Miami Republican Mike Fernandez, a billionaire healthcare executive, plans to vote for Democrat Patrick Murphy over Republican incumbent Marco Rubio in Florida’s U.S. Senate race, Fernandez told the Miami Herald in an email.
Fernandez recently backed up that support with a $100,000 donation to a super PAC supporting Murphy, money that is affording the group to make last-minute moves to prop up Murphy’s candidacy in the competitive contest against Rubio.
Fernandez — a top Jeb Bush donor in the GOP presidential primary who formally endorsed Hillary Clinton for president in September — told the Herald late Thursday that the main reason he’s voting for Murphy is because of the Jupiter congressman’s support for lifting the Cuba embargo.
"These additional resources will help position our campaign to win with expanded TV buys across Florida. We are confident in our path to victory," campaign manager Josh Wolf said in a statement Thursday.
The loan is being disclosed this week as part of the campaign's pre-general election campaign finance report, which is due to the Federal Election Commission on Thursday. A copy of that report -- which would detail how and when the loan was reported to the FEC -- was not immediately available Thursday morning from Murphy's campaign.
The campaign plans to use the influx of cash from Murphy's loan to continue running a Spanish-language ad featuring President Barack Obama in Miami. That's Republican incumbent U.S. Sen. Marco Rubio's backyard and where Murphy is working to court the county's high Hispanic population, which leans Republican.
Murphy's loan will also help pay for ad time in Gainesville, Tallahassee and Jacksonville -- areas of the state Murphy hasn't had much of a visible presence in but where his campaign hopes to close the gap with independents. In those markets, Murphy's campaign plans to air an ad he debuted earlier this month that knocks Rubio for his poor Senate attendance record.
Murphy is making use of his personal wealth to front the loan with no outside help.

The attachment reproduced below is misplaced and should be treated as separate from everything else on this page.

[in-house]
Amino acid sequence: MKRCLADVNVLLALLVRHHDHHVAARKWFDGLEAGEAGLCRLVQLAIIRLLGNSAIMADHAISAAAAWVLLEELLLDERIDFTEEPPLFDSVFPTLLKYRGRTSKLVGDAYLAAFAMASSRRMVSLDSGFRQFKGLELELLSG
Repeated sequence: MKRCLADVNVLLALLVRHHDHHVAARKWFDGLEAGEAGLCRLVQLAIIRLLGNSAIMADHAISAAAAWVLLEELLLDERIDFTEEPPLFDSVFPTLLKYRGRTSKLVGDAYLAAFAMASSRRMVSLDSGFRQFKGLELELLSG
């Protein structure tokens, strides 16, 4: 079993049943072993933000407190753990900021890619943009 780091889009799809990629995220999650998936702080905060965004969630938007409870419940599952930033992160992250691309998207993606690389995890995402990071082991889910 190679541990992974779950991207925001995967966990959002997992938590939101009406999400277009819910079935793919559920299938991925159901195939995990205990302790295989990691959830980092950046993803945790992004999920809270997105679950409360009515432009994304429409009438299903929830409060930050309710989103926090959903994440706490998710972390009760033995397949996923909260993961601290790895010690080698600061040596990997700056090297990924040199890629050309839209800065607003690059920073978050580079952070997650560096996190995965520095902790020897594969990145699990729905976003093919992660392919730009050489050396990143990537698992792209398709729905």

In his annual financial disclosure for 2015 -- filed this spring -- Murphy reported a net worth of between $72,000 and almost $4.8 million. Much of that wealth comes from stock in his family's Coastal Construction Group, shares valued at between $1 million and $5 million. (The gift from his father, Coastal chairman and CEO Tom Murphy, tripled Patrick Murphy's net worth when he received it in 2012 before he first took office in Congress.)
Coincidentally, Rubio brought up Murphy's wealth in Wednesday night's final U.S. Senate debate during a discussion about the economy. (Murphy -- for whom strengthening the middle class is a major campaign platform -- supports raising the minimum wage; Rubio doesn't.)
In his rebuttal, Rubio mocked Murphy by saying: "I find it ironic that I'm being lectured by the plight of the working class by a millionaire who inherited his money" while Rubio noted he "is the son of working class immigrants who inherited no money."
White House Press Secretary Josh Earnest said in a press briefing Wednesday that President Barack Obama is "committed to strongly supporting" Patrick Murphy's U.S. Senate campaign in Florida -- but the White House won't weigh in on how national Democratic groups should spend their money helping Murphy versus other U.S. Senate candidates.
Between early September and mid-October, the Senate Majority super PAC and the Democratic Senatorial Campaign Committee pulled $16 million in planned TV ad spending the groups had reserved to fortify Murphy's campaign this fall against Republican incumbent U.S. Sen. Marco Rubio.
The decisions came as Murphy gained little, if any, ground on Rubio in September, causing the Democrats to re-direct their resources to other competitive -- and potentially more winnable -- Senate contests elsewhere.
Recent polls show the race very close. And Murphy has gotten vocal praise from both Obama and Hillary Clinton during their recent visits to Florida, which has helped Murphy's name ID and his support among the Democratic base.
But the Democrats' money hasn't returned -- and if it did, the ad time would be vastly more expensive than before.
Some Democratic leaders are questioning the DSCC's earlier decision to withdraw from Florida and not more aggressively help Murphy unseat Rubio, according to a story by Politicoon Tuesday.